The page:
September 25 2012

Community Colleges And The E.D.A: Working Together For Economic Development in Mammoth Lakes, California

U.S. Economic Development AdministrationEconomic development is the practice of inspiring private investment, retaining, and creating jobs. Economic development specialists and urban planners focus on economic development, work towards promoting entrepreneurship and small business development, implementing tax incentives for development projects, and expanding employment opportunities for local residents. In Mammoth Lakes, CA the current economic development strategy is to repair gaps in the collection of the transient occupancy tax, a tax levied on tourists who stay in the community for less than 31 days. But what other ways can Mammoth Lakes and other small tourism-based communities promote economic development? What role can local educational facilities, such as Cerro Coso Community College, play in stimulating contemporary economic development initiatives in the Eastern Sierra region of California?

The U.S. Department of Commerce’s Economic Development Administration (EDA) gives grants to colleges and universities to provide public and private sectors with economic development support. Washington State University in Pullman Washington; Madison College in Madison, Wisconsin; and Rowan-Cabarrus Community College in Salisbury, North Carolina have all been beneficiaries of the EDA’s collaboration with colleges for economic development.

Initiatives include:

  • Developing new ideas for commercialized products and services through licensing and start-ups;
  • Building businesses and sustainable jobs using college resources such as technology, ideas, and talent;
  • Collaborating to bolster economic growth in the region through internet marketing;
  • Providing technical assistance such as marketing, business card design, and branding advice to entrepreneurs, environmental non-profits, and architect companies;
  • And implementing training both on-campus and on-site in the community where individuals will have access to cutting edge technology and methods, high quality instruction from certified professionals with field experience, and job and internship opportunities with local business partners.

Cerro Coso Community College may be facing a budget shortfall of between $525,000 and $1.75 million in the 2013-2014 academic year. The fall 2012 schedule already has 29 fewer class sections than fall 2011. Depending on the size of the deficit, yet to be determined, the college may need to make reductions that equate to the elimination of another 100 class sections (reducing full-time equivalent students by 271), as well as further staff reductions and cuts to programs and services.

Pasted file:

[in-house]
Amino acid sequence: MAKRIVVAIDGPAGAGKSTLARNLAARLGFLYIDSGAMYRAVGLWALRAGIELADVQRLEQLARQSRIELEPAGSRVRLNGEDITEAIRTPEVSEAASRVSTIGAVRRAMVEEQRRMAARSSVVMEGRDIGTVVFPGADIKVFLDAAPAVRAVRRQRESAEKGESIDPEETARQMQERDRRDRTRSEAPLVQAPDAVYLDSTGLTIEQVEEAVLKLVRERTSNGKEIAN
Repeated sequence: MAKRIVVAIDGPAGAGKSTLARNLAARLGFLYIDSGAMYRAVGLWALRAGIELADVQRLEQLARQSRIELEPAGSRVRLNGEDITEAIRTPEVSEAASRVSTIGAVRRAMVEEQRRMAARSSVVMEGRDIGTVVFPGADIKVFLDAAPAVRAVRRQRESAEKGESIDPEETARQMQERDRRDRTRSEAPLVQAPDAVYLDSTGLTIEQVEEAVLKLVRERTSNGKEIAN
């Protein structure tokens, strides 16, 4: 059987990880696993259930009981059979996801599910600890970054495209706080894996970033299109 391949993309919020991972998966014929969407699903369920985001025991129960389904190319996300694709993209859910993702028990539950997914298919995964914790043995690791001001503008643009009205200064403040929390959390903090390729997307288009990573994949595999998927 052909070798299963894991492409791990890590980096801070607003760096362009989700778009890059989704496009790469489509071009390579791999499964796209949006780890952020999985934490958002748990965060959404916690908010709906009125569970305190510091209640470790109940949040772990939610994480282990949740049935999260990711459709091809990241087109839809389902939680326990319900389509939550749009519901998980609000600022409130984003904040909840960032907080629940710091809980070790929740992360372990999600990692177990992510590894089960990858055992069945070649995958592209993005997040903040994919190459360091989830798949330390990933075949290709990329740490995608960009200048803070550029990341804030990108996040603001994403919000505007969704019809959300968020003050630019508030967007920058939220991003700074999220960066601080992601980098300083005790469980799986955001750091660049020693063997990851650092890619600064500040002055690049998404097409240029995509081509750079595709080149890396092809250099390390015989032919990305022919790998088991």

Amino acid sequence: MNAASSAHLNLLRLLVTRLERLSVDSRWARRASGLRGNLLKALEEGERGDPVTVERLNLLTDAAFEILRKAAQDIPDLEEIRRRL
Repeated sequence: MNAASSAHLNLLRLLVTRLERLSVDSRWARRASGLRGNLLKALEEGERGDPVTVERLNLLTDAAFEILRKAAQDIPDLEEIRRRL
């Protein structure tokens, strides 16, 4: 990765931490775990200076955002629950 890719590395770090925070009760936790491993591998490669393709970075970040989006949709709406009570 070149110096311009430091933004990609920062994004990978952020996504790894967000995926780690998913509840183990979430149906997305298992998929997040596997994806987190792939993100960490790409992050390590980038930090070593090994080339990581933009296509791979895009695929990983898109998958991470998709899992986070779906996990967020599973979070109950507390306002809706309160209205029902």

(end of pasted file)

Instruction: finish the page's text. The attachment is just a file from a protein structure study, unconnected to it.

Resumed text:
Cerro Coso Community CollegeCerro Coso Community College could potentially alleviate some of this fiscal pressure by applying for EDA grants that promote economic development. The Town of Mammoth Lakes has recently convened an Economic Stimulus Council which could help the college secure funding for economic initiatives including technical assistance for small businesses, entrepreneur mentorships for students, business plan competitions, job fairs, and technical training and certificate programs for community members in forestry management, non-profit management, and physical therapy.

What other ways can educational institutions promote economic development for community success?

Credits: Images and data linked to sources.

Patricia Kent

Patricia Kent wrote for The GRID between October 2011 and October 2012. During this time she was a graduate student in Community & Regional Planning with a concentration in Latin American Studies at the University of New Mexico. She was also a recent transplant to Mammoth Lakes, CA. Her interests ranged from political theory and public policy to sustainable tourism. A strong advocate for participatory planning practices, her studies focused on community capacity building and economic development. She believed in fostering entrepreneurship in communities. Currently, Patricia is working on economic sustainability policies that benefit both the preservation of the Eastern Sierras as well as the ever-increasing tourist population.

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This entry was posted on Tuesday, September 25th, 2012 at 6:29 am and is filed under Branding, Community/Economic Development, Content, Education and Careers, Environmental Non-Profit, Government/Politics, Internet Marketing. You can follow any responses to this entry through the RSS 2.0 feed. You can leave a response, or trackback from your own site.


One Response to “Community Colleges And The E.D.A: Working Together For Economic Development in Mammoth Lakes, California”

  1. Patricia Says:

    Cerro Coso Community College could become more competitive by participating in programs such as SEED. SEED (Sustainability Education & Economic Development Initiative) is a program of the American Association of Community Colleges (AACC) and promotes programs in sustainability, economic development, and workforce development. Their report, entitled “The Community College Green Genome Framework: Integrating Sustainability and Clean Technology Programs into the Institution’s DNA” provides an organizational guide to help community colleges expand their local green economies by more effectively preparing highly-skilled and sustainability-literate students and aligning these efforts with other institutional and community green initiatives.

    Read more here:

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